REVIEW article

Front. Vet. Sci., 09 January 2019
Sec.Veterinary Infectious Diseases
https://doi.org/10.3389/fvets.2018.00329

Methodologies for Assessing Disease Tolerance in Pigs

Dimitar Nakov1*, Slavcha Hristov2*, Branislav Stankovic2, Françoise Pol3, Ivan Dimitrov4, Vlatko Ilieski5, Pierre Mormede6, Julie Hervé7, Elena Terenina6, Blandine Lieubeau7, Dimitrios K. Papanastasiou8, Thomas Bartzanas8, Tomas Norton9, Deborah Piette9, Emanuela Tullo10 and Ingrid D. E. van Dixhoorn11
  • 1Faculty of Agricultural Sciences and Food, University Ss. Cyril and Methodius in Skopje, Skopje, Macedonia
  • 2Faculty of Agriculture, University of Belgrade, Belgrade, Serbia
  • 3Agence Nationale de Sécurité Sanitaire (ANSES), Université Bretagne-Loire, Ploufragan, France
  • 4Department of Animal Breeding, Agricultural Institute, Stara Zagora, Bulgaria
  • 5Faculty of Veterinary Medicine, University Ss. Cyril and Methodius in Skopje, Skopje, Macedonia
  • 6GenPhySE, Université de Toulouse, INRA, ENVT, Castanet Tolosan, France
  • 7IECM, INRA, Oniris, Université Bretagne Loire, Nantes, France
  • 8Centre for Research and Technology Hellas, Institute of Bio-Economy and Agri-Technology, Volos, Greece
  • 9M3-BIORES, KU Leuven, Leuven, Belgium
  • 10Department of Environmental Science and Policy, Milan, Italy
  • 11Wageningen UR Livestock Research, Wageningen, Netherlands

Features of intensive farming can seriously threaten pig homeostasis, well-being and productivity. Disease tolerance of an organism is the adaptive ability in preserving homeostasis and at the same time limiting the detrimental impact that infection can inflict on its health and performance without affecting pathogen burden per se. While disease resistance (DRs) can be assessed measuring appropriately the pathogen burden within the host, the tolerance cannot be quantified easily. Indeed, it requires the assessment of the changes in performance as well as the changes in pathogen burden. In this paper, special attention is given to criteria required to standardize methodologies for assessing disease tolerance (DT) in respect of infectious diseases in pigs. The concept is applied to different areas of expertise and specific examples are given. The basic physiological mechanisms of DT are reviewed. Disease tolerance pathways, genetics of the tolerance-related traits, stress and disease tolerance, and role of metabolic stress in DT are described. In addition, methodologies based on monitoring of growth and reproductive performance, welfare, emotional affective states, sickness behavior for assessment of disease tolerance, and methodologies based on the relationship between environmental challenges and disease tolerance are considered. Automated Precision Livestock Farming technologies available for monitoring performance, health and welfare-related measures in pig farms, and their limitations regarding DT in pigs are also presented. Since defining standardized methodologies for assessing DT is a serious challenge for biologists, animal scientists and veterinarians, this work should contribute to improvement of health, welfare and production in pigs.

Implications

Intensively farmed pigs are exposed to a variety of environmental challenges that potentially threaten homeostasis and increase risk for contagious disease outbreaks affecting welfare as well as productivity. Depending on the magnitude of disturbance, the animals are more or less capable of maintaining homeostasis in order to stay healthy, to optimize growth, and to reproduce. There is an imperative to consider in more detail the implementation of alternative approaches to control infectious diseases common in pigs, in addition to the use of therapeutics. One of these strategies for combating pathogens and parasites is the induction of DT. Understanding the relationship between disease tolerance mechanisms and relevant indicators of animal welfare, health, and production might be the key for the reduction of drug usage and for the improvement of animal well-being. Furthermore, understanding DT mechanisms in pigs may lead to better prevention and management of diseases, reducing the cost of treatments and antibiotic use, which in face of antibiotic resistance is essential.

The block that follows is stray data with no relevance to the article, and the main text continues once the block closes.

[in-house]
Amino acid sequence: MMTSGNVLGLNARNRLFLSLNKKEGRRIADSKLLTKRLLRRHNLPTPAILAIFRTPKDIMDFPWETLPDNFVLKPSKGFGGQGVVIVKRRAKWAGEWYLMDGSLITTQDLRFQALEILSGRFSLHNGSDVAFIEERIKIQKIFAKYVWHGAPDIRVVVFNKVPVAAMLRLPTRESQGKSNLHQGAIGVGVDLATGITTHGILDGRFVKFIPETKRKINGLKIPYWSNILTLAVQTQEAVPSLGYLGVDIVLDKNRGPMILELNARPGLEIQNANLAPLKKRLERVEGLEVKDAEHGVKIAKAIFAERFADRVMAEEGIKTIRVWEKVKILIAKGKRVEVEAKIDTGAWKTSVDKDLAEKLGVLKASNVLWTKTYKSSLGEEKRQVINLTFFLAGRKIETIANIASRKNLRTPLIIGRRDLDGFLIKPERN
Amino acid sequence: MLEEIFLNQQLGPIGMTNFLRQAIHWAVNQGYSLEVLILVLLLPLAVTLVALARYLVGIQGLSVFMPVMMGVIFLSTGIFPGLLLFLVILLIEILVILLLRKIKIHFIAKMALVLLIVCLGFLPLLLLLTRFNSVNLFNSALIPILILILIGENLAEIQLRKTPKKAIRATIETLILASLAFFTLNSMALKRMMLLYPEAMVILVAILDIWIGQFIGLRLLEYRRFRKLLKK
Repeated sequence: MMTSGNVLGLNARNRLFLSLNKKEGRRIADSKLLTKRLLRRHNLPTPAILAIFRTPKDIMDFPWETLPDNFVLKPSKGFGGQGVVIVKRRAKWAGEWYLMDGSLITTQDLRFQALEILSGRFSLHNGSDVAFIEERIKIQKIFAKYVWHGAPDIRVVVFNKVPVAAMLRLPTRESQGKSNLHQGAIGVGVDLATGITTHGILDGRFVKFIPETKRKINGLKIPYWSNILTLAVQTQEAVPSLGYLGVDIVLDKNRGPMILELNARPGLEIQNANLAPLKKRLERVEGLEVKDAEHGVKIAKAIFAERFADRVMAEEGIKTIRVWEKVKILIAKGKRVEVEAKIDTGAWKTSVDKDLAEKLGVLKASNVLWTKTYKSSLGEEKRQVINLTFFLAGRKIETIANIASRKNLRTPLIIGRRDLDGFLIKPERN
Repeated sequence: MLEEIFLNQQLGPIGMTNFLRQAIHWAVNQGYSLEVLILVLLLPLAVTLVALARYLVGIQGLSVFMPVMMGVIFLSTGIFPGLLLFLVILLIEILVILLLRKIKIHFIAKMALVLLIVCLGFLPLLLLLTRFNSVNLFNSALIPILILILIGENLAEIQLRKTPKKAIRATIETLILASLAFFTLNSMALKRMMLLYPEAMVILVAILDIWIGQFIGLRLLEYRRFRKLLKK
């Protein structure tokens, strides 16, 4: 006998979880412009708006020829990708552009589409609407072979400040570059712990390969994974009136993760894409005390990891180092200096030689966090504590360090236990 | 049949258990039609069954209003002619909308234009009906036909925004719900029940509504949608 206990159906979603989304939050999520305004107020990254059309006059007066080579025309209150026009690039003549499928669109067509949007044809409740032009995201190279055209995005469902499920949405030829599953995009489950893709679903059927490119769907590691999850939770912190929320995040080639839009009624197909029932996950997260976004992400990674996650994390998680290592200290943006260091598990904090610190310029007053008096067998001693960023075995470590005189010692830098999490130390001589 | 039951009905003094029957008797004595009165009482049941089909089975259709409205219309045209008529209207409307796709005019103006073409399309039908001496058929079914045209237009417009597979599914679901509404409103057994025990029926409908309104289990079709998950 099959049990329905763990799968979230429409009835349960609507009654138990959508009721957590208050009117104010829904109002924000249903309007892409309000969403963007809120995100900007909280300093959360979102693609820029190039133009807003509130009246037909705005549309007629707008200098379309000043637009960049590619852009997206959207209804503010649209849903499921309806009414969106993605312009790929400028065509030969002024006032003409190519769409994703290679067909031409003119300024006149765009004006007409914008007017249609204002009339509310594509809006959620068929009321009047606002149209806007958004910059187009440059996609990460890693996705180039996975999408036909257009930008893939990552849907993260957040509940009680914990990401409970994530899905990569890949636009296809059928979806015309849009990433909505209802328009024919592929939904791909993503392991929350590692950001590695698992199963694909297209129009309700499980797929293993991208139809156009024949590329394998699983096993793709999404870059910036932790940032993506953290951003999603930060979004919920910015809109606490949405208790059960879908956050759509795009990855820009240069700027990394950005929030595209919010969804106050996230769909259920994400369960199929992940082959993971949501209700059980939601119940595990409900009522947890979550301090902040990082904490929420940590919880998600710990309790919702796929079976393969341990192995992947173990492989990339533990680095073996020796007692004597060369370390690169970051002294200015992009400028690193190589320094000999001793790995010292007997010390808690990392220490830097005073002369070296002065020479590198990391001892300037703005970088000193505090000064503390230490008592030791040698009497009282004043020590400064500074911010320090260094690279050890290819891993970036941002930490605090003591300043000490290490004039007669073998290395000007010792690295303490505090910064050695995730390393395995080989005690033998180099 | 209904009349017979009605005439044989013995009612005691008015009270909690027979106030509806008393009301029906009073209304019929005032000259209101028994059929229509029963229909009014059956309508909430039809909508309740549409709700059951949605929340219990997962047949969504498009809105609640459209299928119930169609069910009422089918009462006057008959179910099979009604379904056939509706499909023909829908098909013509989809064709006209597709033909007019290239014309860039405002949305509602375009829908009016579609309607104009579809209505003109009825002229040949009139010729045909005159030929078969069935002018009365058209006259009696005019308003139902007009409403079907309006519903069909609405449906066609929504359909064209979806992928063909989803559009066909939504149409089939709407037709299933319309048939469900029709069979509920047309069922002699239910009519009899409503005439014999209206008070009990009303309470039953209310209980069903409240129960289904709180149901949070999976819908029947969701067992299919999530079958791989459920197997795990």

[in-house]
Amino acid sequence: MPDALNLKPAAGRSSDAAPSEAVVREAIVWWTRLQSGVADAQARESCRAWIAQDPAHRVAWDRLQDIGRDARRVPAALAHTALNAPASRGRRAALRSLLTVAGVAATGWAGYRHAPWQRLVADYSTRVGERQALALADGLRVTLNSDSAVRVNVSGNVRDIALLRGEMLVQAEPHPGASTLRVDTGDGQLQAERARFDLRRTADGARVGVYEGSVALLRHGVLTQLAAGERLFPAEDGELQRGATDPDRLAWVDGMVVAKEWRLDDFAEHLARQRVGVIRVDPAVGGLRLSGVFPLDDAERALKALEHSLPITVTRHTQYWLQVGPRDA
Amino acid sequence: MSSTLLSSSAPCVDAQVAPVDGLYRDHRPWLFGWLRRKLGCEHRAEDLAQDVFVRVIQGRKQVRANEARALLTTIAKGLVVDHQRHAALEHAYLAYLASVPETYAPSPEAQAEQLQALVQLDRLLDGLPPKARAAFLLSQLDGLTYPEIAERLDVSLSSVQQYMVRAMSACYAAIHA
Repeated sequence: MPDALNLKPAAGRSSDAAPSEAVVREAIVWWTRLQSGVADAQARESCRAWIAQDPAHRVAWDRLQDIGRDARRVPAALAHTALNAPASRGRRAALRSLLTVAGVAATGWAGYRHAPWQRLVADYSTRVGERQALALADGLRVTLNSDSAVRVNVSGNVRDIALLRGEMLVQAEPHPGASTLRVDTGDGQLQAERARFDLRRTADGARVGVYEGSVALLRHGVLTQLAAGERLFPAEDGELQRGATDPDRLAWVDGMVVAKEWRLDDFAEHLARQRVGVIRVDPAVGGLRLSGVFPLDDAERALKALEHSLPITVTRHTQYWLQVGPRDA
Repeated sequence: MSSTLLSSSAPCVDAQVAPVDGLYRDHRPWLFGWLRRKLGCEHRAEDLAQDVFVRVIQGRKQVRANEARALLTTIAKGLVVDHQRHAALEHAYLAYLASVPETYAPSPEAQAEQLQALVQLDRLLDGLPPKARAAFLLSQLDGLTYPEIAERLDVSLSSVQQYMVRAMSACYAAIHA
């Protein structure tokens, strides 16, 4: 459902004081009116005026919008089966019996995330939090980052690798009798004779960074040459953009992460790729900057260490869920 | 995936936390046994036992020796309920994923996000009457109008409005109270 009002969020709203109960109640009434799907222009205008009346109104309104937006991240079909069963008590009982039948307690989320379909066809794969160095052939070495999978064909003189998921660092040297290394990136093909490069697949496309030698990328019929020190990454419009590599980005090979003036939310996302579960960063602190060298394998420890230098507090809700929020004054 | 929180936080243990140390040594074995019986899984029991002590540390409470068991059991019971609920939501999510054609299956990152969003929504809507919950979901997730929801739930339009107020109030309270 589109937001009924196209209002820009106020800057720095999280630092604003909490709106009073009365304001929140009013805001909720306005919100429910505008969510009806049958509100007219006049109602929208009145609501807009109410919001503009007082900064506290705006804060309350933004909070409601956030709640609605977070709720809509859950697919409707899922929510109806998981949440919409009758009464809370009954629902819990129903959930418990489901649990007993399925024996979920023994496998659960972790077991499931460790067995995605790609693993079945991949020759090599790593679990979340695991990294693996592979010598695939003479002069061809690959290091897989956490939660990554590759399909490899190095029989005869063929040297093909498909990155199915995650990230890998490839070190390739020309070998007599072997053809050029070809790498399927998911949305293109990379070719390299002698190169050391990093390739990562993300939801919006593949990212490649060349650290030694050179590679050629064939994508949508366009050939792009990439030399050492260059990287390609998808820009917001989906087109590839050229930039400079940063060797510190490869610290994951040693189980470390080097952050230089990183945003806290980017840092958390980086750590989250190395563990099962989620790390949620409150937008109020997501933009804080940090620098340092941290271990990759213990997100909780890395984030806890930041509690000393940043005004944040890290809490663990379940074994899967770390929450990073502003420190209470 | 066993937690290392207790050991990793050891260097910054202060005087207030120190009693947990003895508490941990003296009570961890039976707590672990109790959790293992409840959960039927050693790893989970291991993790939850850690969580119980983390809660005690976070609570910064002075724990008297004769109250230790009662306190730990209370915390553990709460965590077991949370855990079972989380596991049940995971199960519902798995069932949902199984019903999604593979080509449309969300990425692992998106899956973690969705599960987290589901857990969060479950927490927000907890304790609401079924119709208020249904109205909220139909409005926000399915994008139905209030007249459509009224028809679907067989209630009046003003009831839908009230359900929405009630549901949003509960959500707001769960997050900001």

Introduction

Features of intensive farming can seriously threaten pig homeostasis, causing diseases that are mainly infectious. These are transmissible between pigs and farms, and significantly affect welfare and productivity. To describe how animals cope with these challenges, four related theoretical concepts are used: robustness (Ro), disease resilience (DRe), disease resistance (DRs) and disease tolerance (DT). Breeding for improved Ro, DRe, DRs, and DT has become a major challenge that animal geneticists and veterinarians have to face (1).

In the recent years, there has been more interest in increasing pig tolerance to diseases with a significant economic impact. These diseases, which threaten both pig health and production, are designated as “production diseases,” amongst which infectious and parasitic diseases are of great importance. They are mostly associated with subclinical manifestations (non-specific symptoms of the disease, reduced rate of growth, poor food conversion rate and sporadic rare clinical manifestations) and low mortality, primarily affecting infants (2). When exposed to these diseases, some pigs in the population do not get infected. These individuals obviously possess certain genetic features (1) allowing them to exhibit natural inherent resistance that contributes to staying healthy, even though there are a number of sick individuals living under the same rearing conditions.